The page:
Interestingly enough, digital images seem to be defined by data similar to a combination of the way we use DBMS and Unicode (for text). “Digital cameras store photographs in digital memory, much like you save a Word document or a database to your computer’s hard drive. Storage begins in your camera and continues to your personal computer.” To get more into the ‘nitty-gritty,’ an image is stored as a huge array of numbers and in digital photography, the three colors – red, blue, and green—can have any of 256 shades, with black as 0 and the purest rendition of that color as 255. The colors on your computer monitor or the little LCD screen on the back of your camera are grouped in threes to form tiny full-color pixels, millions of them. When you change the values of adjoining colors in the pixels, you suddenly have 17 million colors at your disposal for each pixel. Essentially, we are express colors as numbers, and these pixelated colors form an image. This is similar to Unicodes expression of text as a number, not a glyph, for each character we attempt to encode.

Kelleher, J. D., and B. Tierney. Data Science. MIT Press, 2018. 


“Unicode.” In Wikipedia, February 21, 2021.

White, R., and T. E. Downs. How Digital Photography Works. Que, 2005. 
If we say all data must be able to be represented in order to be considered data, why is there a separate definition for “data” as representable logical and as conceptual structures?

Unicode as a master key

Data as a layer above information is something given. “Data,” to be interpretable, is something that can be named, classified, sorted, and be given logical predicates or labels (attributes, qualities, properties, and relations) (Irvine, 2021). And since data needed to be representable and designed to the form that will apply to many platforms and devices, to transform from the string of pure data into the extension of a comprehensive human symbolistic sign, everything makes sense. The problem occurred decades ago when scientists first started wanting to share data with each other. In simple words, the architectures pre-script the language while building the computer, so the device can “work-on its own” to no small degree to process the data. The scientists simply needed to decode the result based on their codebook. However, because each computer was designed based on different codebooks, sharing and exchanging the data became a problem. It required the technologists to comprehend more info of different data types and also block the connections between devices (Instructions & Programs: Crash Course Computer Science #8, 2017, 03:15-05:21).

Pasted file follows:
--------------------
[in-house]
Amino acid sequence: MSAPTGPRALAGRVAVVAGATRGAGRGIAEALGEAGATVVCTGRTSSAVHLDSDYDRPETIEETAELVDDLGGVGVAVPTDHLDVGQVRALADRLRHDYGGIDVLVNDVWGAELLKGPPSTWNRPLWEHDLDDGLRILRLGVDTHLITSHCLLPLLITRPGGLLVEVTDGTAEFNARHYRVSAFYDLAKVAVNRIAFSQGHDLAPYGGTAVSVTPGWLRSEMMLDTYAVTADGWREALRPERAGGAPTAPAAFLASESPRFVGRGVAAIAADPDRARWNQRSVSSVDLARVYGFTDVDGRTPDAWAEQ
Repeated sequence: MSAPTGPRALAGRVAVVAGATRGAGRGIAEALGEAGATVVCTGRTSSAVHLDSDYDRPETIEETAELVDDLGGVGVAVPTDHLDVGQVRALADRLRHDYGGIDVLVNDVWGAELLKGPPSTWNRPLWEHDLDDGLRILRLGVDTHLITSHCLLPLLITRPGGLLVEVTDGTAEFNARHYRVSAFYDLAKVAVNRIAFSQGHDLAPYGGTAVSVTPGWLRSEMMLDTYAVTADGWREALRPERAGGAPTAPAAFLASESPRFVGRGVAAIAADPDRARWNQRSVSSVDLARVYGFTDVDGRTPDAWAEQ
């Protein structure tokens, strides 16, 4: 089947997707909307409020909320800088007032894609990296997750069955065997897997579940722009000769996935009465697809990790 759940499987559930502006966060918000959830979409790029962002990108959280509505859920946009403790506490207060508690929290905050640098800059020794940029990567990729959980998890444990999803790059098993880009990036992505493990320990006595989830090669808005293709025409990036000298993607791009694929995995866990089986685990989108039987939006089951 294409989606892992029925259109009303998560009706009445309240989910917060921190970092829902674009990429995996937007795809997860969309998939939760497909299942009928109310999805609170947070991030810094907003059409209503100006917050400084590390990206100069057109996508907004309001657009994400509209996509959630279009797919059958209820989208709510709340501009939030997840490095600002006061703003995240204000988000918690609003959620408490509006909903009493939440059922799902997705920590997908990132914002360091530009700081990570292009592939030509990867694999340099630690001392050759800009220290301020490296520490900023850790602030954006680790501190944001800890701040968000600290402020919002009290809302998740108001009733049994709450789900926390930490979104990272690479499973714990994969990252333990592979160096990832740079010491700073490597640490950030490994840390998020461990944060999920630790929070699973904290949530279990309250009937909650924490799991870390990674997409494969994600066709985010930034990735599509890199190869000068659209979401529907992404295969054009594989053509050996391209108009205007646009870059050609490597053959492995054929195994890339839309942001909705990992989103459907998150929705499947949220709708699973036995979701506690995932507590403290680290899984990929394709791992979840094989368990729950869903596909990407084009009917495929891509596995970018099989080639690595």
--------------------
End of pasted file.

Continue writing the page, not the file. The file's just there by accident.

Unicode was designed to solve these problems. As professor Irvine mentioned: “Unicode is the data “glue” for representing the written characters (data type: “string”) of any language by specifying a code range for a language family and standard bytecode definitions for each character in the language) (Irvine, 2021). Based on my understanding, all of the text we see is not actually word by word, and it is still pictures by pictures combined together. Taking Chinese word as an example. When we see a character:

尛 = + +

And each part in the square was build up by a sequence of binary code, combined by the selecting font. After processing hardware and software, we see the final combination of all three images generated a total character pixel by pixel. Unicode provides interpretable data that are accessible for electronic devices. And that’s also the reason why we need to use Unicode. 

Many devices have a problem that they could only process a binary language system, especially Latin-originated characters rather than multi-language systems, simply because they share more common basic data info. In order to solve this problem, the developers use the strings from Unicode to allow devices to decode and understand the language on their own to further communicate with each other. In this case, using Unicode saves more storage and more easily for users to process software locally. 


Irvine, Martin. (2021). “Introduction to Data Concepts and Database Systems.”

Instructions & Programs: Crash Course Computer Science #8. (2017, April 12). [Video]. YouTube.

Unicode: A innovation creating commonalities between the black boxes data encoding